Many parents who have struggled with troubled teens know that majority of the time, any positive influence that they exert on their children won’t be as effective as the influence of their peer group. The problem is that teens who are struggling with behavior and attitude issues who are negatively influenced by the wrong kind of crowd can go on a downward spiral pretty fast. Some parents send their children to therapy a few times every other week or so, but then majority of their time is still spent outside the home. At times traditional therapy doesn’t make a dent on the problem because of this. It’s hard to keep teens focused on the solution when in a sense, you’re speaking a language they don’t care to understand at this point.
Especially for teens that have problems with alcohol or substance abuse, keeping them at home would not be advisable. If they are not taken out of their immediate surroundings, they will still have access to people who influence them or enable them to feed their addiction. If you keep them at home and under your constant watch, it’s counterproductive for you and is actually just attacking the symptom rather than the underlying cause. Teens who struggle with substance abuse don’t just need to “get clean” in order to kick the habit. There’s a whole lot more to addiction than parents can handle.
One of the best ways to help teens surmount these challenges that they are facing and to restore them back to the family as better individuals is to look into wilderness therapy programs.
There are currently a lot of wilderness therapy programs for teens and at-risk youth around the country. The wilderness therapy approach has proven to be very effective for teens, but there are so many programs out there that have different ways of doing things. How do you know which one would be best for your teen?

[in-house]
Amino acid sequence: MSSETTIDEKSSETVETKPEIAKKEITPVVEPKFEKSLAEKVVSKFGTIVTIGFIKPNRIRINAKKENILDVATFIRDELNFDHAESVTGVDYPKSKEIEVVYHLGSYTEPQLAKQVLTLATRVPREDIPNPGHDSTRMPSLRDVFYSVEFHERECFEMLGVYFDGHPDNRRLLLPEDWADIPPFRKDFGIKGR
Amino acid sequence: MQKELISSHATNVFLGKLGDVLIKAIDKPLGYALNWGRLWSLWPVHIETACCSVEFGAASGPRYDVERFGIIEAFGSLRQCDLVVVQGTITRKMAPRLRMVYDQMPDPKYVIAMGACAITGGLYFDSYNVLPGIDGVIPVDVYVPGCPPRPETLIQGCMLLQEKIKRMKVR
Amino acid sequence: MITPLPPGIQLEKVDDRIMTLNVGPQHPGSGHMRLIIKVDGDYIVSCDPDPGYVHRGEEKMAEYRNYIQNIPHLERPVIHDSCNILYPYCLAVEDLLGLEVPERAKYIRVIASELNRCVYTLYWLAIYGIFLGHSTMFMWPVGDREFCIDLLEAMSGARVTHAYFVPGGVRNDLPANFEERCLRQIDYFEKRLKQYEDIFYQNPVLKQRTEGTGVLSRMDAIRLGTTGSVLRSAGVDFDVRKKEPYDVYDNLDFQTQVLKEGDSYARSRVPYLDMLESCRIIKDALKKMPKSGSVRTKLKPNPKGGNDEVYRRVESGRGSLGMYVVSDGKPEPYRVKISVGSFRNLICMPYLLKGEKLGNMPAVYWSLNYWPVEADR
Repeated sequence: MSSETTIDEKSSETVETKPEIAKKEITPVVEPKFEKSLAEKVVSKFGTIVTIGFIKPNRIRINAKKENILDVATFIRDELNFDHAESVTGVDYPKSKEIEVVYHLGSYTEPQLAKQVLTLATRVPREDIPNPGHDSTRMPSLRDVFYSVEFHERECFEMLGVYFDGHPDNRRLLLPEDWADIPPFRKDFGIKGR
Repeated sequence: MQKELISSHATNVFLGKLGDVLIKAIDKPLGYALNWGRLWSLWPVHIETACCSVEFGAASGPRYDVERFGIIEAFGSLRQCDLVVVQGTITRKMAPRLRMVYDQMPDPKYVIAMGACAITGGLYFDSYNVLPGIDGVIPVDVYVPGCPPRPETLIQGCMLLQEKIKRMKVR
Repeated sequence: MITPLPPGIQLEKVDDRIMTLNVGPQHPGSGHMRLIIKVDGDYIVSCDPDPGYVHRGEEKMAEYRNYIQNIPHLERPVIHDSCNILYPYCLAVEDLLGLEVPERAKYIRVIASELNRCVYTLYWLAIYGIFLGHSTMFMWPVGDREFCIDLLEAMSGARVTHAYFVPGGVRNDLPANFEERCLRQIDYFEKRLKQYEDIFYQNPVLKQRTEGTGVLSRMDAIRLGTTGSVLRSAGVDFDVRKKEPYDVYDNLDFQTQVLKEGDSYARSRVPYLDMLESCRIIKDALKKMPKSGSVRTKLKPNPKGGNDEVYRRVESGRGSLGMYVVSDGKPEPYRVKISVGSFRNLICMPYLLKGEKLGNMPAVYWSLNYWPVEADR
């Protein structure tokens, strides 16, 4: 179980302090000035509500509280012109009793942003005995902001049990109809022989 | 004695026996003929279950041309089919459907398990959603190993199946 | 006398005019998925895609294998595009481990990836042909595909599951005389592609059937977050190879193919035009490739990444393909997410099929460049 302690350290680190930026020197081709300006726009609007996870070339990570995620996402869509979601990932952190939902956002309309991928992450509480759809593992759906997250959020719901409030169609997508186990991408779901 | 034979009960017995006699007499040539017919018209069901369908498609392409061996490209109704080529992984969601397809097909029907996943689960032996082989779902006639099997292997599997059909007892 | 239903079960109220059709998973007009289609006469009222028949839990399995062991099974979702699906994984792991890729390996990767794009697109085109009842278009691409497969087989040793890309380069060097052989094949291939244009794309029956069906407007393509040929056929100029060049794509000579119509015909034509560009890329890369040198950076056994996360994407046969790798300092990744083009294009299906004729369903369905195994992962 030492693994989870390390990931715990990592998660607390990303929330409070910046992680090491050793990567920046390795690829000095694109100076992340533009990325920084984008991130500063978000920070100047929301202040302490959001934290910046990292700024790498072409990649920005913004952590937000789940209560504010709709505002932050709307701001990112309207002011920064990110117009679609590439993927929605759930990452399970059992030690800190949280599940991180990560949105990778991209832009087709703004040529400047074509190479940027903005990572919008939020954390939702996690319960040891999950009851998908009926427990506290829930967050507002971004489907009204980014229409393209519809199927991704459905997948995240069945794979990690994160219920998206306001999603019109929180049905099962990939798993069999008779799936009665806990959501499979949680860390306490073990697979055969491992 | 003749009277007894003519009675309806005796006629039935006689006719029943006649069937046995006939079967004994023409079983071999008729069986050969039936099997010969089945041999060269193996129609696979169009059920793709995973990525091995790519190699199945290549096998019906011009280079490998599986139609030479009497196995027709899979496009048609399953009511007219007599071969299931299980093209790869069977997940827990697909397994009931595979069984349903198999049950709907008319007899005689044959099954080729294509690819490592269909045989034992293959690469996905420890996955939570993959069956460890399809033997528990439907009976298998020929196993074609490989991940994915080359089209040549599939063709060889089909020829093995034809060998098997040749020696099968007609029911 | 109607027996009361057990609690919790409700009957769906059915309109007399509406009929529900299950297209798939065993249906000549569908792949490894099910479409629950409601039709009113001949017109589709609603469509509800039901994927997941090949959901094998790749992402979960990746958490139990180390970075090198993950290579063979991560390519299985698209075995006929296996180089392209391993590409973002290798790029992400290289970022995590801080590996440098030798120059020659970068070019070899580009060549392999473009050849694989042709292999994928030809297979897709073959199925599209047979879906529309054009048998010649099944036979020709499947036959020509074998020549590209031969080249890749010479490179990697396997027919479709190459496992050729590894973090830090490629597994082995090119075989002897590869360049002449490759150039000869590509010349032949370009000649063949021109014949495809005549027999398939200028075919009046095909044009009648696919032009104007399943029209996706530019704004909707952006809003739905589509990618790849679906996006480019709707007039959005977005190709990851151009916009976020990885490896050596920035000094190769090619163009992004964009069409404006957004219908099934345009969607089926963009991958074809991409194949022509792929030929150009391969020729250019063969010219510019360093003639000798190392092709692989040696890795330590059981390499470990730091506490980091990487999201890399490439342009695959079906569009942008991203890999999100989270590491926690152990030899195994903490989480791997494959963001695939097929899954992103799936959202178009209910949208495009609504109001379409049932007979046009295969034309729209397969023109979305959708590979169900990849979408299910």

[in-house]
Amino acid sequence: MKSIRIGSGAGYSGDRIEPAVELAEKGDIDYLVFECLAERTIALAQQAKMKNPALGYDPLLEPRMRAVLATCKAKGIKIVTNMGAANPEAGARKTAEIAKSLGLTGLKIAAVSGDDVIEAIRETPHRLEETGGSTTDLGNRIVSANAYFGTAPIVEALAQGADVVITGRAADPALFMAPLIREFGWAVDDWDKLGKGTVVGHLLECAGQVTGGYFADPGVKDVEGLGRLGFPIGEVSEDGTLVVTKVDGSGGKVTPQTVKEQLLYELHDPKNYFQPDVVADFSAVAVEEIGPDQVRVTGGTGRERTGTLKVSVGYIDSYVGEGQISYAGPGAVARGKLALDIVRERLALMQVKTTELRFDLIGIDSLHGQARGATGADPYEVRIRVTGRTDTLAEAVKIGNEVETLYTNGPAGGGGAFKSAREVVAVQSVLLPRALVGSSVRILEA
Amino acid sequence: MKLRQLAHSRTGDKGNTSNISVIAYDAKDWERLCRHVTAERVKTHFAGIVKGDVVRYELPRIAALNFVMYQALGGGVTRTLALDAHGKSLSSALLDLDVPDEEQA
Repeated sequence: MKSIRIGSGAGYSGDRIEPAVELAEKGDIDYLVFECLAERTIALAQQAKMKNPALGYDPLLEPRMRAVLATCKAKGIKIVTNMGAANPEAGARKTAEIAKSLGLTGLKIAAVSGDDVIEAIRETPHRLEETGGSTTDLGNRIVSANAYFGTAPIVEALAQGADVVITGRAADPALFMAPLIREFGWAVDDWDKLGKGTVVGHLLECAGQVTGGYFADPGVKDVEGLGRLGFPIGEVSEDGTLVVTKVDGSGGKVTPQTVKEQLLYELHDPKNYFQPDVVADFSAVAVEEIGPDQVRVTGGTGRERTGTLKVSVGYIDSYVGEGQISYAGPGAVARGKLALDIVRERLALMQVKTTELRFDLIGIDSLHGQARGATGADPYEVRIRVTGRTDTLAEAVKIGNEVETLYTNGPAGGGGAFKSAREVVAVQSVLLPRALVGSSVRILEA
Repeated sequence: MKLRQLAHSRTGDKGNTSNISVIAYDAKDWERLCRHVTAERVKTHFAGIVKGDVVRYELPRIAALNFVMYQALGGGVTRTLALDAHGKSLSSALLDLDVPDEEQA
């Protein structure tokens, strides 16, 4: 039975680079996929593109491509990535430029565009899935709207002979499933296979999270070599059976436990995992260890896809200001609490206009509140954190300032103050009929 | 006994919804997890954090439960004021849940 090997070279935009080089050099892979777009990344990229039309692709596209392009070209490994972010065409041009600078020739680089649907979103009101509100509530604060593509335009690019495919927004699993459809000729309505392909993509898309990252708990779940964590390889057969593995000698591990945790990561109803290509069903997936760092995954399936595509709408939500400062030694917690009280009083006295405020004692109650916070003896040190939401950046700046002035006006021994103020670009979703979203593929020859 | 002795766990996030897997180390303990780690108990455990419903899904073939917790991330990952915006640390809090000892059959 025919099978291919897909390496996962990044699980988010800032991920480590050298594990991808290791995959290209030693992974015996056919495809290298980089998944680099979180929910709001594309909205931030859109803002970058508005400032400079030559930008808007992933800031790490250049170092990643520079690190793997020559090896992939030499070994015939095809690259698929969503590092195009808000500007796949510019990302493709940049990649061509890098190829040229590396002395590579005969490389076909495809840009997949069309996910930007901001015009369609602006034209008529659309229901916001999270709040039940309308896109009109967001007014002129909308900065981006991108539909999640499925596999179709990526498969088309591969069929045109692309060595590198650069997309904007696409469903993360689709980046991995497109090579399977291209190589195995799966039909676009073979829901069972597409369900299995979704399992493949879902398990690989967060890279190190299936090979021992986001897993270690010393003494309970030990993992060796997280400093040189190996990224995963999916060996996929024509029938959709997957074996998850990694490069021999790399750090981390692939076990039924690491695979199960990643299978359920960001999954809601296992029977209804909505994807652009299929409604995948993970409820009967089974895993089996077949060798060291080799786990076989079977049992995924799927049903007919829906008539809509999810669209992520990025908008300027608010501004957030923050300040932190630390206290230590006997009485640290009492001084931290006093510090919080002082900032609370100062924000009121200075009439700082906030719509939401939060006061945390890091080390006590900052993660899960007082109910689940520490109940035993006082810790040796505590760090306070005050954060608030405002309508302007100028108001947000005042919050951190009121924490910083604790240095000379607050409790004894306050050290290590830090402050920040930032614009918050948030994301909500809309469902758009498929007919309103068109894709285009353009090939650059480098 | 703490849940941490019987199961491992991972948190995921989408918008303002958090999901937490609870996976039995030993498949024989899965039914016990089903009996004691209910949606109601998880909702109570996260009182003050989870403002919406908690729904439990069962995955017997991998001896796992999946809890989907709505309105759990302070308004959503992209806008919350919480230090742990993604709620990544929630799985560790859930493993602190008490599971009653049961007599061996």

There are things you can ask which will lead you to the right program for your child. One would be asking what kind of therapy do they provide for teens. There are some boot camps that are branding themselves as “wilderness therapy” in an attempt to self-identify as therapy, without really having any clinical basis at all. Such boot camps may have a lot of structure and discipline going on, but they don’t really provide intensive psychotherapy nor do they provide an effective aftercare program. They essentially use negative discipline tactics in order to force behavior modification, and it rarely inspires true change for most teens.
Ask about how often therapy is given to your child. Most good wilderness therapy programs will have individual therapy sessions several times a week as well as group sessions every night. Group therapy sessions are necessary in order to use positive peer influence and initiate the formation of good relationships and camaraderie among teens who have similar struggles.
It’s also good to ask whether they can give academic credits for teens who stay there. There’s really no set number of weeks of stay for each child. However, it’s always advisable to stay for no less than 90 days in order for the therapy to be as extensive and ultimately as helpful as possible. In the process, it’s good to know whether your child will be able to earn academic credits in order not to be left behind in school.
Aftercare is also an important part of successful wilderness therapy programs for teens and at-risk youth. The healing process doesn’t stop as soon as teens step out of therapy. Therapy, after all, is not a cure-all that will fix everything that needs to be fixed. Especially for teens that struggle against addiction, depression, ADD/ADHD, and the likes. For some, it’s a long struggle and reintegrating back to society is a huge challenge. Asking about what kind of aftercare services they offer can help you decide on which wilderness therapy program would be best for your teen.